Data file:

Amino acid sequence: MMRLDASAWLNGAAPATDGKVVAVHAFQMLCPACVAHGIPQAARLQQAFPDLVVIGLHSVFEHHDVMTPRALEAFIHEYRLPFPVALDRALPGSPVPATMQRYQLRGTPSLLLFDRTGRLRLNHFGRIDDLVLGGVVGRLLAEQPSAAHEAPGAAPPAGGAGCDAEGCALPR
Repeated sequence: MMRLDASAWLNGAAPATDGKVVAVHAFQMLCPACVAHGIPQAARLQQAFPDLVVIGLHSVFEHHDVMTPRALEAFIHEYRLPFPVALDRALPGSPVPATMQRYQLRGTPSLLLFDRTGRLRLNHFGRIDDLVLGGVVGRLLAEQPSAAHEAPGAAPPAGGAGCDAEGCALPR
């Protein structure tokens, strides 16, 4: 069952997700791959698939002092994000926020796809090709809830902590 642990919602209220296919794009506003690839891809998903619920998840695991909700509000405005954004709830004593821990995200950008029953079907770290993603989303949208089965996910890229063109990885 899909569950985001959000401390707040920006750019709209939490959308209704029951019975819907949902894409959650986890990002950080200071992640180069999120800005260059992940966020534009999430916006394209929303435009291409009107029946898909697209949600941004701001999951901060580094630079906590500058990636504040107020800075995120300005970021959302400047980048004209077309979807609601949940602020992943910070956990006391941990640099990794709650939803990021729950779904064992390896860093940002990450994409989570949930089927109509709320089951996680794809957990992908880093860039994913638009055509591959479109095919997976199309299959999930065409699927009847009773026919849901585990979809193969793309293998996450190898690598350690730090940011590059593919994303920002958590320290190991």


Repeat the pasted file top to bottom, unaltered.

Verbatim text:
Amino acid sequence: MMRLDASAWLNGAAPATDGKVVAVHAFQMLCPACVAHGIPQAARLQQAFPDLVVIGLHSVFEHHDVMTPRALEAFIHEYRLPFPVALDRALPGSPVPATMQRYQLRGTPSLLLFDRTGRLRLNHFGRIDDLVLGGVVGRLLAEQPSAAHEAPGAAPPAGGAGCDAEGCALPR
Repeated sequence: MMRLDASAWLNGAAPATDGKVVAVHAFQMLCPACVAHGIPQAARLQQAFPDLVVIGLHSVFEHHDVMTPRALEAFIHEYRLPFPVALDRALPGSPVPATMQRYQLRGTPSLLLFDRTGRLRLNHFGRIDDLVLGGVVGRLLAEQPSAAHEAPGAAPPAGGAGCDAEGCALPR
């Protein structure tokens, strides 16, 4: 069952997700791959698939002092994000926020796809090709809830902590 642990919602209220296919794009506003690839891809998903619920998840695991909700509000405005954004709830004593821990995200950008029953079907770290993603989303949208089965996910890229063109990885 899909569950985001959000401390707040920006750019709209939490959308209704029951019975819907949902894409959650986890990002950080200071992640180069999120800005260059992940966020534009999430916006394209929303435009291409009107029946898909697209949600941004701001999951901060580094630079906590500058990636504040107020800075995120300005970021959302400047980048004209077309979807609601949940602020992943910070956990006391941990640099990794709650939803990021729950779904064992390896860093940002990450994409989570949930089927109509709320089951996680794809957990992908880093860039994913638009055509591959479109095919997976199309299959999930065409699927009847009773026919849901585990979809193969793309293998996450190898690598350690730090940011590059593919994303920002958590320290190991």